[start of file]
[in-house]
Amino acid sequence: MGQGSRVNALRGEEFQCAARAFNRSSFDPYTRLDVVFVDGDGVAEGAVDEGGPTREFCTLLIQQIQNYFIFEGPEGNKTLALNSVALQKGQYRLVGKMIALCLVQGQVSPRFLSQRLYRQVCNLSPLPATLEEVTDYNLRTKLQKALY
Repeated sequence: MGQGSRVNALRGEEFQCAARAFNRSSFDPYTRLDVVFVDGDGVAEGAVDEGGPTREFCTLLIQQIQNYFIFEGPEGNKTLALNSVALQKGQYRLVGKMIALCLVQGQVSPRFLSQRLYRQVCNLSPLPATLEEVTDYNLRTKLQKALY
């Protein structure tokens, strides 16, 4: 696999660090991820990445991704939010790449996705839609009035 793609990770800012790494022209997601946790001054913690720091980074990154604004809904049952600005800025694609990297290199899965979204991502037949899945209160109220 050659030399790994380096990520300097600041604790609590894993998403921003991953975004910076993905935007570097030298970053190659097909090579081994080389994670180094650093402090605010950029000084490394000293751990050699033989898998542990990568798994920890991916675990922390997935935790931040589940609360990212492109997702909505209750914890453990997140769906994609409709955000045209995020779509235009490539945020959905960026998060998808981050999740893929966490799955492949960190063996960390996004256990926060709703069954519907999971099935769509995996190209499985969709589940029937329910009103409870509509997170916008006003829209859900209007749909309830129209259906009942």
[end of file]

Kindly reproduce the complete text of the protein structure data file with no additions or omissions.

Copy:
[in-house]
Amino acid sequence: MGQGSRVNALRGEEFQCAARAFNRSSFDPYTRLDVVFVDGDGVAEGAVDEGGPTREFCTLLIQQIQNYFIFEGPEGNKTLALNSVALQKGQYRLVGKMIALCLVQGQVSPRFLSQRLYRQVCNLSPLPATLEEVTDYNLRTKLQKALY
Repeated sequence: MGQGSRVNALRGEEFQCAARAFNRSSFDPYTRLDVVFVDGDGVAEGAVDEGGPTREFCTLLIQQIQNYFIFEGPEGNKTLALNSVALQKGQYRLVGKMIALCLVQGQVSPRFLSQRLYRQVCNLSPLPATLEEVTDYNLRTKLQKALY
């Protein structure tokens, strides 16, 4: 696999660090991820990445991704939010790449996705839609009035 793609990770800012790494022209997601946790001054913690720091980074990154604004809904049952600005800025694609990297290199899965979204991502037949899945209160109220 050659030399790994380096990520300097600041604790609590894993998403921003991953975004910076993905935007570097030298970053190659097909090579081994080389994670180094650093402090605010950029000084490394000293751990050699033989898998542990990568798994920890991916675990922390997935935790931040589940609360990212492109997702909505209750914890453990997140769906994609409709955000045209995020779509235009490539945020959905960026998060998808981050999740893929966490799955492949960190063996960390996004256990926060709703069954519907999971099935769509995996190209499985969709589940029937329910009103409870509509997170916008006003829209859900209007749909309830129209259906009942």